Funding Europe’s broadband ambitions
Countries are testing a variety of models to finance essential broadband infrastructure
Demand for broadband soared in 2020 as the COVID-19 crisis drove people to work and learn from home and increasingly turn to the internet for shopping and entertainment. According to the Organisation for Economic Co-operation and Development, telecoms operators saw spikes in internet traffic of up to 60 percent as the pandemic took hold.
Europe’s recognition of the strategic importance of fast, reliable connectivity predates the pandemic. COVID-19 has only highlighted the importance of the continent’s two key priorities: increasing access in rural areas and driving uptake of superior, materially faster fiber-to-the-home connections everywhere.
But funding investment in broadband networks and full-fiber rollouts is likely to be complex. Only in the past decade did infrastructure funds and institutional investors begin to consider broadband as core infrastructure. Most commercial banks are still most comfortable financing traditional infrastructure assets such as utilities and toll roads, which means project finance for broadband infrastructure is likely to incur higher interest rates. And infrastructure funding models such as private finance initiatives and public-private partnerships are still relatively nascent in the broadband context.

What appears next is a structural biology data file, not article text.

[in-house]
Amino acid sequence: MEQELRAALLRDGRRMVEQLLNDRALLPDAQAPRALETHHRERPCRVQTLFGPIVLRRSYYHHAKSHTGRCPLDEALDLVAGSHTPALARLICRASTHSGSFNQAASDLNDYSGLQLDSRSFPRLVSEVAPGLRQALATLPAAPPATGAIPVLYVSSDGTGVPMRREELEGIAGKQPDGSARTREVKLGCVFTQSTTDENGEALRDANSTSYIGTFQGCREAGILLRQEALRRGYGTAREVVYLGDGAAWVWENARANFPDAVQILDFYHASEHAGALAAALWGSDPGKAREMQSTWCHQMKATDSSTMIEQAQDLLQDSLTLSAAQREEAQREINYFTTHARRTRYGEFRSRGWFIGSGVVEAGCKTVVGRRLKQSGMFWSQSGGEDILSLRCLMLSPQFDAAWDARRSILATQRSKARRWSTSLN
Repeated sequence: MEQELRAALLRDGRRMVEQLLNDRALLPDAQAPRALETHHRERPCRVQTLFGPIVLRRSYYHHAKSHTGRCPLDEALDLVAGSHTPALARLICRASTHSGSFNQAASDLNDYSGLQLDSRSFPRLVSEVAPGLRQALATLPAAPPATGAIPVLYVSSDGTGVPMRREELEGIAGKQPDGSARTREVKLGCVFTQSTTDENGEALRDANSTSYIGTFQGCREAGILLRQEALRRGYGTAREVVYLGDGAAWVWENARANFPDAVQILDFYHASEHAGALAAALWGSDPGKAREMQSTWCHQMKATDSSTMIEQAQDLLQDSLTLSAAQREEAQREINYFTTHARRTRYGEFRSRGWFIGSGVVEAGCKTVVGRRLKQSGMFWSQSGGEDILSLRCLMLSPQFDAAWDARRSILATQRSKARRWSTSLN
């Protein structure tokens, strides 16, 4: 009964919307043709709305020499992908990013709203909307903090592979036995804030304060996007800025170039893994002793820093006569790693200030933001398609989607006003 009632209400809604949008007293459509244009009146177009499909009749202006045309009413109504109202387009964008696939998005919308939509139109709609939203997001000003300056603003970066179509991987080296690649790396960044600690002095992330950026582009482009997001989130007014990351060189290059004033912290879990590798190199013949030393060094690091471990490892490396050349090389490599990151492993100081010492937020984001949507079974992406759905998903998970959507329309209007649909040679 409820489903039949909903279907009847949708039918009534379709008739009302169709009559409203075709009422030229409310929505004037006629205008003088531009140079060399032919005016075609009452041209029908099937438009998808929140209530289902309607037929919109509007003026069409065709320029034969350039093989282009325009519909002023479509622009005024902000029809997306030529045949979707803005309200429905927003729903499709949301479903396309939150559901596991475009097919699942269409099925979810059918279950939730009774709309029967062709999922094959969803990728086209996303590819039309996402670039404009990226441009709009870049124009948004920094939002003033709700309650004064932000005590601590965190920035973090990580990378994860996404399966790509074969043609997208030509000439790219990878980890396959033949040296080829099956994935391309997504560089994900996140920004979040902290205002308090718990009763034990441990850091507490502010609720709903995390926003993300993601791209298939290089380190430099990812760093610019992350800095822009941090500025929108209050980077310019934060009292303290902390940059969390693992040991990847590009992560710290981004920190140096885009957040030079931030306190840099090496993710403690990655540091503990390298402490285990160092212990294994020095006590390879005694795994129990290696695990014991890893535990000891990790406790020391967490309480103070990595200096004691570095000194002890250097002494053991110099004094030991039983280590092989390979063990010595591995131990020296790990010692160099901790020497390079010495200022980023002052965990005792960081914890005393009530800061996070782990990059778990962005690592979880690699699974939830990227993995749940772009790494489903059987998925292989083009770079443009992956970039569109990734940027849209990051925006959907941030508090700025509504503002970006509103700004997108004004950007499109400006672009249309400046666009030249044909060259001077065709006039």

Different countries have different requirements, with nations such as France, the UK, Germany and Italy all taking different approaches—each with their own tradeoffs. What’s clear is that some form of cooperation is required between the private and public sectors to achieve the best financial outcomes for commercial operators and strategic objectives for governments.
As the pandemic reinforces broadband’s position as essential national infrastructure, European countries have much to learn from observing each other’s approaches to funding high-speed connectivity.